• Disclosed herein are embodiments of an apparatus, comprising a persistence level module configured to chose one of a plurality of adaptive persistence levels for each of a plurality of storage requests based on characteristics of the storage requests, wherein the adaptive persistence level chosen for a storage request determines one or more of a storage resource, a configuration of the storage resource, and a storage mode for servicing the storage request, an interface module configured to interface with one or more storage resources, and a storage request execution module configured to service the storage requests according to the adaptive persistence levels assigned to the storage requests by use of the interface module. The persistence level module may be configured to choose an adaptive persistence level for a storage request based on one or more of a file identifier of the storage request, an application associated with the storage request, a parameter of the storage request, and an input/output (IO) control parameter. The storage request execution module may be configured to cache data of a storage request having an ephemeral adaptive persistence level in a write-never cache mode. A first one of the adaptive persistence levels may comprise storing data in a first RAID configuration, and a second one of the adaptive persistence levels comprises storing data in a second, different RAID configuration.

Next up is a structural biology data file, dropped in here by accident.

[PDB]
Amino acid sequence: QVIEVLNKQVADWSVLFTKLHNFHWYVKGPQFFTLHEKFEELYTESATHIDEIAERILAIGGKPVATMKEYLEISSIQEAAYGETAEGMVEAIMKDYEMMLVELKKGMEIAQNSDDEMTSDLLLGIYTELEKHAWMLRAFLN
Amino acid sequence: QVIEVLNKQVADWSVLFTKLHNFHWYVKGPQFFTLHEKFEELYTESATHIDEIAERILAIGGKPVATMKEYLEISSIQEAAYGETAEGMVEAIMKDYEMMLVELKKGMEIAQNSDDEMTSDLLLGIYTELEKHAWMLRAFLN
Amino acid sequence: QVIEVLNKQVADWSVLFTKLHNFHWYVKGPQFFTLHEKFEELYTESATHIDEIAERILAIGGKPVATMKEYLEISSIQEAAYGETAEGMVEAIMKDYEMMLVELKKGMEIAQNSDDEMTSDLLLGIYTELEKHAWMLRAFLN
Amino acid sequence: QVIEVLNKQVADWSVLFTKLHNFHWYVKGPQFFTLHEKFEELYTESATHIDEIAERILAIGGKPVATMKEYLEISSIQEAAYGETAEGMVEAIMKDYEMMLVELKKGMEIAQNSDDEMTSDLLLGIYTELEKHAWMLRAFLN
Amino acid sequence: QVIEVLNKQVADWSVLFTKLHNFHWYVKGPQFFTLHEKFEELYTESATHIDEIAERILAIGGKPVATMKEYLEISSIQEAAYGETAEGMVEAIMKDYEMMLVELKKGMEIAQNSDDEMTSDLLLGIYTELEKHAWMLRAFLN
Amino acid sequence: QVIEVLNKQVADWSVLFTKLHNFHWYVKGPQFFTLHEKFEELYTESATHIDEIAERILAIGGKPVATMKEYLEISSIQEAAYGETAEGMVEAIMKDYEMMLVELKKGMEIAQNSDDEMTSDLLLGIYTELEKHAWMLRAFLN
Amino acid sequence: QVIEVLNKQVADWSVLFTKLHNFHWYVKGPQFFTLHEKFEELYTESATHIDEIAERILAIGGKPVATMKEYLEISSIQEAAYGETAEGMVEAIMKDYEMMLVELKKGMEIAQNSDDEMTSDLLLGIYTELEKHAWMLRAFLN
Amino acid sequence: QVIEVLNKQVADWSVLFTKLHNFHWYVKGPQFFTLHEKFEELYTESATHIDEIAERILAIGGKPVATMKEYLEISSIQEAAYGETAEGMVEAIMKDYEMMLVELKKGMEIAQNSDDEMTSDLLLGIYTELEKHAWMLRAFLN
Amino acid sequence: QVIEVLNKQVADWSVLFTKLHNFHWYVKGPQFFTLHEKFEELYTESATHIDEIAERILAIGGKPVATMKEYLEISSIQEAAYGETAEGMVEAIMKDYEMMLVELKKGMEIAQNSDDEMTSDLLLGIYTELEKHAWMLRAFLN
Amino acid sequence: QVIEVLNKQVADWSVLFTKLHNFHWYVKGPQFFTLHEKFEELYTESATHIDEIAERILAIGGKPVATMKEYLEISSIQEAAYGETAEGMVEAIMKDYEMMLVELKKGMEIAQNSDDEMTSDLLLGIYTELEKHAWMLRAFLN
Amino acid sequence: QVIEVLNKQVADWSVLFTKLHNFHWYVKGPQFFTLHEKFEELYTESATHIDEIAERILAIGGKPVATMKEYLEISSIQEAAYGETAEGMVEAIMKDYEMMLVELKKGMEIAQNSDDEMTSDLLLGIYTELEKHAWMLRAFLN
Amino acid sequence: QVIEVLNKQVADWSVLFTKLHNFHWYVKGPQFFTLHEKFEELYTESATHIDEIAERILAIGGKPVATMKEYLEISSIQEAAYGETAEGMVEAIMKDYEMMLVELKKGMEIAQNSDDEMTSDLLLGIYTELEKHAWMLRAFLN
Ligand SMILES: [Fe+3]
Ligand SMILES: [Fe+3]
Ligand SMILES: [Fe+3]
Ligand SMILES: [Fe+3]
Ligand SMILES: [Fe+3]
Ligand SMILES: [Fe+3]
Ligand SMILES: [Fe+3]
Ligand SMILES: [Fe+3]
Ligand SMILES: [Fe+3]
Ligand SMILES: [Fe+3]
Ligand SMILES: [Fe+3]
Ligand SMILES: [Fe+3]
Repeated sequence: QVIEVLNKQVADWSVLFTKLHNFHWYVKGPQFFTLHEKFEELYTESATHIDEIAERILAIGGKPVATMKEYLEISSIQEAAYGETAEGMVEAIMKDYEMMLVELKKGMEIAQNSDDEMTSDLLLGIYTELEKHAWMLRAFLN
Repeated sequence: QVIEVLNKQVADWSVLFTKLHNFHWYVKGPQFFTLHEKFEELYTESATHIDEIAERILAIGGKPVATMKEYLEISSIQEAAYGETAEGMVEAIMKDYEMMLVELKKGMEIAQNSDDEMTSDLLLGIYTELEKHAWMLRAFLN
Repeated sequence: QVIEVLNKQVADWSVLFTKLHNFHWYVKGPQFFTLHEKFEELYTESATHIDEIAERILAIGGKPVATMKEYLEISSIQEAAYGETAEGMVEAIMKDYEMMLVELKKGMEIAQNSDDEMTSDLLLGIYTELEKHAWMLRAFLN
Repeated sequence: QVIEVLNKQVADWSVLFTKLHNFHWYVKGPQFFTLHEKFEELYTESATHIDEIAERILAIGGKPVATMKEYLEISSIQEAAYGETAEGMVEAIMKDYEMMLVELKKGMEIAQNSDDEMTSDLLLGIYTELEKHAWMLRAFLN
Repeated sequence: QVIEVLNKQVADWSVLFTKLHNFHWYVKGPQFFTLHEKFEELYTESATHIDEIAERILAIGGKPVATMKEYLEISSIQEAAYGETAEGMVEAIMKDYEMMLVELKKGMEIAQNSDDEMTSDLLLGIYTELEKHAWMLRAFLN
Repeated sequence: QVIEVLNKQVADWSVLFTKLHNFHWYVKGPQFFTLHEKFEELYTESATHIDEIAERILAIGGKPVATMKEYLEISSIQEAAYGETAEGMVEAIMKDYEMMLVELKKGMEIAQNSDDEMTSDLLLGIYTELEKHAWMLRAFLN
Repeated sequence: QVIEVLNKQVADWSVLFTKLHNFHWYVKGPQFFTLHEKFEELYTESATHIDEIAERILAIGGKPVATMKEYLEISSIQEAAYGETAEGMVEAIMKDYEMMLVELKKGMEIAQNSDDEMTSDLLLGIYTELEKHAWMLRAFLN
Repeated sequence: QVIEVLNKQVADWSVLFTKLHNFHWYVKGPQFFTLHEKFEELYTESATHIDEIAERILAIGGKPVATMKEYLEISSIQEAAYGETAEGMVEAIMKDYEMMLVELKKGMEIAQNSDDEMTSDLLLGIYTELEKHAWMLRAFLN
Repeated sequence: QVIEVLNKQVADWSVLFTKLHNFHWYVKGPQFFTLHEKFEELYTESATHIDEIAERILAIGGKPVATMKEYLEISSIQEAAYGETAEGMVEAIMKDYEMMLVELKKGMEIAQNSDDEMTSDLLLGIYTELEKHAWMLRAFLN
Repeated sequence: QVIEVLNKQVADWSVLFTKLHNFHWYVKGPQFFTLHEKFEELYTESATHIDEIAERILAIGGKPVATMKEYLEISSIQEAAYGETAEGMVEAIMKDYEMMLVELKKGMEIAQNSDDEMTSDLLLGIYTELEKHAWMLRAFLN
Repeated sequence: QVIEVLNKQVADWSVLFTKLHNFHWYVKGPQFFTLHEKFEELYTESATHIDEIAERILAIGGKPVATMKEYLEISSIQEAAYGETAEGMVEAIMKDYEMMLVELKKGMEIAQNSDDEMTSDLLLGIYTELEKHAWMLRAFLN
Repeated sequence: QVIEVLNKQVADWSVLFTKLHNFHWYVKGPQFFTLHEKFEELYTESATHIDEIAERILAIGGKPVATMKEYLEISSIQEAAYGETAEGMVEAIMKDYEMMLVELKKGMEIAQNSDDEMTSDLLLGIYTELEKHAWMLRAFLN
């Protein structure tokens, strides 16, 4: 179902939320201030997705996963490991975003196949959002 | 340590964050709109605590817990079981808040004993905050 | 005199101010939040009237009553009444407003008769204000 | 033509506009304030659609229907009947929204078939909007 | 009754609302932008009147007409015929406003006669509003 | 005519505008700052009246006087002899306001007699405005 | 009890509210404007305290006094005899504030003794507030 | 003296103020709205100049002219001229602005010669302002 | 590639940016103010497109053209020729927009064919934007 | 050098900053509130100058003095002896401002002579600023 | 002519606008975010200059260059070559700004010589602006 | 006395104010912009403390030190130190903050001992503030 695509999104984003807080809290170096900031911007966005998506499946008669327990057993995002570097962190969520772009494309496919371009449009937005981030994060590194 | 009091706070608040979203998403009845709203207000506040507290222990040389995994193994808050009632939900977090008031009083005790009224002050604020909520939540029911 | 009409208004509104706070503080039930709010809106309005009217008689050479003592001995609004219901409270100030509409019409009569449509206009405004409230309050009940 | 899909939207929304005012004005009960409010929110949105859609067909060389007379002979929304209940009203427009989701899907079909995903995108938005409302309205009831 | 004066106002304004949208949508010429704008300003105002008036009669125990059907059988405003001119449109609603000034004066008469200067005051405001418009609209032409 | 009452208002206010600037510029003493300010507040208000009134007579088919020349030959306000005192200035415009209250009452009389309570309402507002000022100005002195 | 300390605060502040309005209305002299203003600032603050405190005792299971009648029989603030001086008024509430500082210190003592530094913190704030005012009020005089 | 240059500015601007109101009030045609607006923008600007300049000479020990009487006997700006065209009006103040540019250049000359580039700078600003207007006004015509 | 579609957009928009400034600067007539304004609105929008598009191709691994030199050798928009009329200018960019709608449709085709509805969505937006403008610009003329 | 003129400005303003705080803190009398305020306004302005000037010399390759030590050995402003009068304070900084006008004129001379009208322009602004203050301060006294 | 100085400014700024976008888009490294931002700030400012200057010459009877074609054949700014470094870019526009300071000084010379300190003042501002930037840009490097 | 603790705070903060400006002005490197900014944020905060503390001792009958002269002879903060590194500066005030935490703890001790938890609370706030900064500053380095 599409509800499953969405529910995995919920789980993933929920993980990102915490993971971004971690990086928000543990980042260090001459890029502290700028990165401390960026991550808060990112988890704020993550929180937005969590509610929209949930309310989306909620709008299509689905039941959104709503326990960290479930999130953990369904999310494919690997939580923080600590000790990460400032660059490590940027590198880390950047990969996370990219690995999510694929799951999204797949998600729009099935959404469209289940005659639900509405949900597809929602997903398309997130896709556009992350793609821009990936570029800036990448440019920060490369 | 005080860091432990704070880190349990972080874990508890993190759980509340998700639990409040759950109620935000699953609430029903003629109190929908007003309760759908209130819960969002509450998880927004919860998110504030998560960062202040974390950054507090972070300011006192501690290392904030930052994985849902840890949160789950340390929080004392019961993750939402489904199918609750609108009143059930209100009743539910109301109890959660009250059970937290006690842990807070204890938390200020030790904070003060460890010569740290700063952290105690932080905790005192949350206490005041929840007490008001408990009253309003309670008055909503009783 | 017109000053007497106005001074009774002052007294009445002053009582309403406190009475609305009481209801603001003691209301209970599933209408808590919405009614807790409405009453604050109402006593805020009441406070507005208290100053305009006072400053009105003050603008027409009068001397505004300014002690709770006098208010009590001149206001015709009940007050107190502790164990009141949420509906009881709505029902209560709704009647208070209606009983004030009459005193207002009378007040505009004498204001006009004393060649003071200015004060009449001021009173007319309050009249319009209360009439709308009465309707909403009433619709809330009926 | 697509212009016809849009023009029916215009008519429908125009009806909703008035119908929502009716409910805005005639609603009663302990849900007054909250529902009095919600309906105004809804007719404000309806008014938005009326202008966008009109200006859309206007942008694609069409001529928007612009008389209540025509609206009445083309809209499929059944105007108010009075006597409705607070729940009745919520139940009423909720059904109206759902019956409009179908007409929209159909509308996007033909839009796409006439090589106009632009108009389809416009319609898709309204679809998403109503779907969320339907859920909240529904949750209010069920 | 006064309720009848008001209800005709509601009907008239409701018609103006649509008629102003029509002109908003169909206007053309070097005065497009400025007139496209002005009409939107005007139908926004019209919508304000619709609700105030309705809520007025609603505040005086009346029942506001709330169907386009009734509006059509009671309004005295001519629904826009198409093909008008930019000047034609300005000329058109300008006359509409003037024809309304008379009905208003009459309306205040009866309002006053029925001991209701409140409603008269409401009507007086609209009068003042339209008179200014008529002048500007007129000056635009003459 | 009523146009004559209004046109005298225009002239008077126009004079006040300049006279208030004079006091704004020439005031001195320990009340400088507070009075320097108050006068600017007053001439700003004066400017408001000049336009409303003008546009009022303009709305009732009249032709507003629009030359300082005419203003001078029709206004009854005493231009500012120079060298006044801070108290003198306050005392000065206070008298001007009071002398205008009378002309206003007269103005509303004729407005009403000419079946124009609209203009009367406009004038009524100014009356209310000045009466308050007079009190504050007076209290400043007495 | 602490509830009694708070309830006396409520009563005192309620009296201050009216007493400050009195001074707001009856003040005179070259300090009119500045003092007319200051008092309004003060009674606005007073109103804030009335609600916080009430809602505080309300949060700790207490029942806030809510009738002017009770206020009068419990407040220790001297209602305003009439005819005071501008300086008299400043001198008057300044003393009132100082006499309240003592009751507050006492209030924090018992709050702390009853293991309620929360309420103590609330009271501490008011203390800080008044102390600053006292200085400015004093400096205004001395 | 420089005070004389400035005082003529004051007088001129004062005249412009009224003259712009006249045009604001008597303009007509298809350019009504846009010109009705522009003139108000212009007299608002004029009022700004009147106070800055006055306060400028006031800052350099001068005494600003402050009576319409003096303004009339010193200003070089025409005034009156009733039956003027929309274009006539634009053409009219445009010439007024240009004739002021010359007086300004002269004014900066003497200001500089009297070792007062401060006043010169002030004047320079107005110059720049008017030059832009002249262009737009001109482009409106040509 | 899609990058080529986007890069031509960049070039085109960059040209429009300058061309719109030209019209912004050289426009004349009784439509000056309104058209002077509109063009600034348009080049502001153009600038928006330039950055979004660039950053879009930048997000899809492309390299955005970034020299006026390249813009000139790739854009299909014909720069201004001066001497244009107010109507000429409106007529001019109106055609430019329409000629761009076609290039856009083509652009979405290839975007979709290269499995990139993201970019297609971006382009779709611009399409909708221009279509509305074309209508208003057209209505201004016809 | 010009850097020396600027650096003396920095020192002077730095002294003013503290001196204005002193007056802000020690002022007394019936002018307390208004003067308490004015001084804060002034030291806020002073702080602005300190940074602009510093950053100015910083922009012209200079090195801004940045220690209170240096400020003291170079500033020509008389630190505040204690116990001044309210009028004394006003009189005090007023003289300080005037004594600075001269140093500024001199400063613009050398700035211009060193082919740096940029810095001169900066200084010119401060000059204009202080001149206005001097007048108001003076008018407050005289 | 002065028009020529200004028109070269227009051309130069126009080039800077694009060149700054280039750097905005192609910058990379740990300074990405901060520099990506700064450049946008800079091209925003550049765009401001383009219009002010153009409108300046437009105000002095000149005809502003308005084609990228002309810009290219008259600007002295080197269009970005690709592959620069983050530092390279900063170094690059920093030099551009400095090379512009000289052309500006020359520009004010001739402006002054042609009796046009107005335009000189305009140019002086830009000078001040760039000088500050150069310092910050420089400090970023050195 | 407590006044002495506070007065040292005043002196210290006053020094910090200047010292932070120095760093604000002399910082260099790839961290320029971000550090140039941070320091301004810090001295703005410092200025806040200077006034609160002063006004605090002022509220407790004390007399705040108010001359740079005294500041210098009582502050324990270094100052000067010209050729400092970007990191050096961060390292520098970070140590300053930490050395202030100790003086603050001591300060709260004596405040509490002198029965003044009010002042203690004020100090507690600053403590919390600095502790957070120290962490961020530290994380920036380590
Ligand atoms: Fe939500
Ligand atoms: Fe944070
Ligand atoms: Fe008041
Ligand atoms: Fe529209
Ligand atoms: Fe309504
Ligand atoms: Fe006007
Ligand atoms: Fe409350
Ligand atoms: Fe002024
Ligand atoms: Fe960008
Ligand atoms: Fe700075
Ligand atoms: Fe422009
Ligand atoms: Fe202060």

• BRIEF DESCRIPTION OF THE DRAWINGS
  • This disclosure includes and references the accompanying drawings, which provide a more particular description of the embodiments disclosed herein. The disclosure, however, is not limited to the particular embodiments depicted in the figures. The teachings of the disclosure may be utilized and/or adapted to other embodiments, and/or changes may be made to the disclosed embodiments, without departing from the scope of the disclosure.
  • FIG. 1A is a block diagram of one embodiment of a system for adaptive persistence;
  • FIG. 1B is a block diagram of another embodiment of a system for adaptive persistence;
  • FIG. 1C is a flow diagram of one embodiment of a method for servicing I/O requests;
  • FIG. 2A is a block diagram of one embodiment of a virtual computing environment;
  • FIG. 2B is a block diagram of another embodiment of a virtual computing environment;